It's Elementary

Use Color & Structure to Enhance the Playground Experience

The best playgrounds serve an aesthetic purpose, as well as provide the surrounding community with a much needed center of growth and development for children of all ages.

The aesthetic element is important to the cognitive development of the children in the same way they grow through exposure to art, music, or just the majesty experienced watching a sunset, looking at a mountain range, and seeing beauty in everyday life, explained Cindy Grabow, sales associate, Pacific Park and Playground, Huntington Beach, Calif.


"By utilizing color, structure, pattern and pathway," she said, "the child's experience of play becomes enhanced. We must keep in mind all the elements of play, which become the building blocks of growth within the child: Emotional, physical, cognitive, social and sensory development are all foundational to good playground design."

Of course, all playgrounds still need to provide the play value so essential to the heart of play for young users: Slides and swings, for example, promote balance and coordination; climbing frames can strengthen a child's developing muscles; and tactile panels help improve hand-eye skills.

"A well-designed playground," Grabow continued, should also "… reflect the spirit and heart of the community. As in any design plan, balance and composition are critical so that one element is not sacrificed at the expense of another."

"Playgrounds can be used to tie in to the overall theme of a park or area, or provide a connection to a location's history and culture," suggested Megan Damcevski, associate product manager, PlayPower, Inc., of Huntersville, N.C.

In this way, the design of the space can help turn the playground into a destination. "Whether it is designed to blend seamlessly with its surroundings or to stand out and make a statement on its own, an aesthetically appealing playground design is something that can be appreciated by all," she said.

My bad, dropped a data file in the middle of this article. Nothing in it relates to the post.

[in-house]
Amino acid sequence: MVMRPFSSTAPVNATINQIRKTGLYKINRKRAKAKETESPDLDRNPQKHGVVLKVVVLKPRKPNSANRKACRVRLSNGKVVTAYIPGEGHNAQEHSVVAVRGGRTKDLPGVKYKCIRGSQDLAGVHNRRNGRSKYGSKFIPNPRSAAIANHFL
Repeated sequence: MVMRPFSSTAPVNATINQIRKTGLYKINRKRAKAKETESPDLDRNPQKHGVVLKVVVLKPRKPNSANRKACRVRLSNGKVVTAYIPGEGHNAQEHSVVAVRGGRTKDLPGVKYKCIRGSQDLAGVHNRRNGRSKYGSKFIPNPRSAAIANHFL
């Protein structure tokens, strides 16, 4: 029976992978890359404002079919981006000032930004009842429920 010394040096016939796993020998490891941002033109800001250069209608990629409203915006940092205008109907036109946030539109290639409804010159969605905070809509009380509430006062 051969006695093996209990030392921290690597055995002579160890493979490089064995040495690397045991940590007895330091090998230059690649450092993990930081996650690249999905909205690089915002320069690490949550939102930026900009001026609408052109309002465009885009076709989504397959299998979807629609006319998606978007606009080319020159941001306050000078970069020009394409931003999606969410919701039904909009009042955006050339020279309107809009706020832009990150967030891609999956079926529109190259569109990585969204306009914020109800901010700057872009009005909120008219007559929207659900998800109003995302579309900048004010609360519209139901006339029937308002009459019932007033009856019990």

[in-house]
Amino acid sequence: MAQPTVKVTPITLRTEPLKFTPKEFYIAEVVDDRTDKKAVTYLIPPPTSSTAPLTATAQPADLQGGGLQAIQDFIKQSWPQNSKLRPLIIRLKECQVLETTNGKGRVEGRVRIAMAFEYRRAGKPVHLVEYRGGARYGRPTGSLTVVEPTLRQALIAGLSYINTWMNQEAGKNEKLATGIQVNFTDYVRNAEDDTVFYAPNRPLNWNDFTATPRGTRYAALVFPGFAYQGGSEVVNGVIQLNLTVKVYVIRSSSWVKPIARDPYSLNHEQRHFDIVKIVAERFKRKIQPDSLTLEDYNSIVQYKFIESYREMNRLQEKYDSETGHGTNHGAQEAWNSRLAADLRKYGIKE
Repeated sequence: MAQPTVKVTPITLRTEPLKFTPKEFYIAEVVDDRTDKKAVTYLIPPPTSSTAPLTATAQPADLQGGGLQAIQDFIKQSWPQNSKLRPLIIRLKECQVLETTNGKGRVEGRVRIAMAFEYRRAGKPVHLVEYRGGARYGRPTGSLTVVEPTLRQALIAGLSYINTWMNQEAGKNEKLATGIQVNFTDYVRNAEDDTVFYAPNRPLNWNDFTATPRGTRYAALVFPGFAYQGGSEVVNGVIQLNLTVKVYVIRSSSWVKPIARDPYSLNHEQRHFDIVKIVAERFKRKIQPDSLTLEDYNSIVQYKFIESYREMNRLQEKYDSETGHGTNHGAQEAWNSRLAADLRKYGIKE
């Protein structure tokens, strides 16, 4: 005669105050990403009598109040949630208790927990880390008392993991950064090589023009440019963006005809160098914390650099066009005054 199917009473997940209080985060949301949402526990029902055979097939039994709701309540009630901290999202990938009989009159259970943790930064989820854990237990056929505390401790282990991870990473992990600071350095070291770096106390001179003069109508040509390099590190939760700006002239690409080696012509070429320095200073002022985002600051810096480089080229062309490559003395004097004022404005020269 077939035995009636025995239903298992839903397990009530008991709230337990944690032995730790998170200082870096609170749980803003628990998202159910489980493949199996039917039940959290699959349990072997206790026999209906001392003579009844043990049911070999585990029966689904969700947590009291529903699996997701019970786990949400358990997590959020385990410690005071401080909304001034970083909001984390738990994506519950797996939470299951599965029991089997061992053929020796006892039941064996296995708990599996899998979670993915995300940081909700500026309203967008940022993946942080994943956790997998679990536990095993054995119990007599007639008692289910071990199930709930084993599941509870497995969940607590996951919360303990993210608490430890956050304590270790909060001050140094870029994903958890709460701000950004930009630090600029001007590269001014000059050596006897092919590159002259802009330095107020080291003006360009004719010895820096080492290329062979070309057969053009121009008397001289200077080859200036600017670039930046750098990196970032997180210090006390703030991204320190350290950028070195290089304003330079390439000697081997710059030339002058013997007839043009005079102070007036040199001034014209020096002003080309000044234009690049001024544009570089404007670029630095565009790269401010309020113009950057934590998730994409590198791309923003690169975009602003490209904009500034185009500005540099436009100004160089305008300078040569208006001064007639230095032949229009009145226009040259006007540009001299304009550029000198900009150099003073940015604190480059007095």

Playgrounds that follow a theme will grab the attention of the population, noted Cathy Weissburg, principal, owner, Recreation Plus, Golden, Colo. For example, some of her playgrounds are designed with a nature theme in mind and stand out in their appearance. "Eye-catching products add interest to the park space, and the equipment then becomes the draw for the park," she said.

Design Elements Can Add Pizzazz and Make a Difference

Ideal spaces are large enough to incorporate several design elements, but "small spaces can also be striking in appearance, with creative use of color, height, shape and texture," Grabow said. "Accessibility is extremely important. You can use design elements to get a different look to your playground."

Custom elements are useful in differentiating a playground from others, but much can be achieved with standard products.

Non-traditional play that inspires free play in children can provide a different look, particularly with the use of rope elements, Damcevski said.

"Choosing a complementary color palette is also important in ensuring that a final design maintains an aesthetically appealing look," she added.

Curved bridges, tri-bridges, poured-in-place pathways, custom elements, and multiple choices in direction once on the structure, as well as the ground-level events, provide excitement and challenge for the children.

Non-traditional play pieces that use ropes to inspire free play provide a different look as well, Weissburg added. "High towers and nature elements are also notable design choices to differentiate a playground."